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Activities and functional assessment 1 year after spinal fusion for paralytic scoliosis
Linköping University, Department of Social and Welfare Studies, Health, Activity, Care. Linköping University, Faculty of Health Sciences.
Linköping University, Department of Clinical and Experimental Medicine, Orthopaedics and Sports Medicine . Linköping University, Faculty of Health Sciences.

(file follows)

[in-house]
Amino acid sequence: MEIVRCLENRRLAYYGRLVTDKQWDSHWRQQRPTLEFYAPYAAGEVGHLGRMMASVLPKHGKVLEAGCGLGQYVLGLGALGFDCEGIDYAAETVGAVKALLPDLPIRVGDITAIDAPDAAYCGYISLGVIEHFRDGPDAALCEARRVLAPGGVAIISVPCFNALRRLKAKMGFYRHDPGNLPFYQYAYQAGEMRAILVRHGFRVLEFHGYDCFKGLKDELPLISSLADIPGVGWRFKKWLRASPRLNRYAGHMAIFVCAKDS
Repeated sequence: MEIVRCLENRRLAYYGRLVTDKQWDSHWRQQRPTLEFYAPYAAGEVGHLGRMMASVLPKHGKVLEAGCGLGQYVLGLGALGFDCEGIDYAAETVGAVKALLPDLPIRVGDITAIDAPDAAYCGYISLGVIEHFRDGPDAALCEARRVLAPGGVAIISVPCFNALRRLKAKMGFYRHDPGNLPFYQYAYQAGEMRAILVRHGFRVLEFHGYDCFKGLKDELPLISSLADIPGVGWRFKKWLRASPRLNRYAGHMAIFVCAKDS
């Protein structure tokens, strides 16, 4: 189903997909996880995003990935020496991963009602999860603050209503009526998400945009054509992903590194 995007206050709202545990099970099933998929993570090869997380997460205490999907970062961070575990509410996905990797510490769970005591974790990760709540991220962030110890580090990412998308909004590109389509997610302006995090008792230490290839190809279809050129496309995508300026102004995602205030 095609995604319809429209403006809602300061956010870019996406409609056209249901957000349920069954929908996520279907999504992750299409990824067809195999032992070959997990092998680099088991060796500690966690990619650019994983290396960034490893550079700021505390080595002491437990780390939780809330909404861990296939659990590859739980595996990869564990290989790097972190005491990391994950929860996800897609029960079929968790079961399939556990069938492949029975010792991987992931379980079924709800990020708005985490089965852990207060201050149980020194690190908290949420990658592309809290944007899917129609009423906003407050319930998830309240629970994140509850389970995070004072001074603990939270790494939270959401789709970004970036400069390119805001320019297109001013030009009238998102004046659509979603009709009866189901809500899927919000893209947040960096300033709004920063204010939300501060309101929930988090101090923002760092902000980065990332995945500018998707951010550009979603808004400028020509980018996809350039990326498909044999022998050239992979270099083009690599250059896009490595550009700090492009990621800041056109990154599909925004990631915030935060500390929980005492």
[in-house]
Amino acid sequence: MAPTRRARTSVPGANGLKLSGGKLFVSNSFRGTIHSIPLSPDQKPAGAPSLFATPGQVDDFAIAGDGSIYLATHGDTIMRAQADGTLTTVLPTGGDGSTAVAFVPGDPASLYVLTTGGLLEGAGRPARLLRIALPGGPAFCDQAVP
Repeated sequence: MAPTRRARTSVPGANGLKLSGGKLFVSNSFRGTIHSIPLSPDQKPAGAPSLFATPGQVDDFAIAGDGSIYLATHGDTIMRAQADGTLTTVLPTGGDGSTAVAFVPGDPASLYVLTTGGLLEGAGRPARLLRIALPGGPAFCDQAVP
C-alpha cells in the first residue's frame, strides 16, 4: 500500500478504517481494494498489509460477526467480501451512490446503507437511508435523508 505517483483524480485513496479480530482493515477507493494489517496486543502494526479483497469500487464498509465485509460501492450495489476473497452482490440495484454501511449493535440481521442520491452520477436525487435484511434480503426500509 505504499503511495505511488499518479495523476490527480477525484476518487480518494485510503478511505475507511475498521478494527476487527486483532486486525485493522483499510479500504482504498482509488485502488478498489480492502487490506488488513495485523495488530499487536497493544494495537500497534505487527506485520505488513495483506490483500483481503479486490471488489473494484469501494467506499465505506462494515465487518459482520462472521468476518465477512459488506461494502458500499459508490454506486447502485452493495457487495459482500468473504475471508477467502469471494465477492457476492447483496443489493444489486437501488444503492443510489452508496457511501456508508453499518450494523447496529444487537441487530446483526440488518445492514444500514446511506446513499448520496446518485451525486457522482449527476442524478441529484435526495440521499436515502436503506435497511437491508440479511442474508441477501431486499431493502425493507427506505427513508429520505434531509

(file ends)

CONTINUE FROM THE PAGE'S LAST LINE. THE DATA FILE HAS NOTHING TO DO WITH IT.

Linköping University, Department of Medicine and Health Sciences, Physiotherapy. Linköping University, Faculty of Health Sciences.
1999 (English)In: European spine journal, ISSN 0940-6719, Vol. 8, no 2, 100-109 p.Article in journal (Refereed) Published
Abstract [en]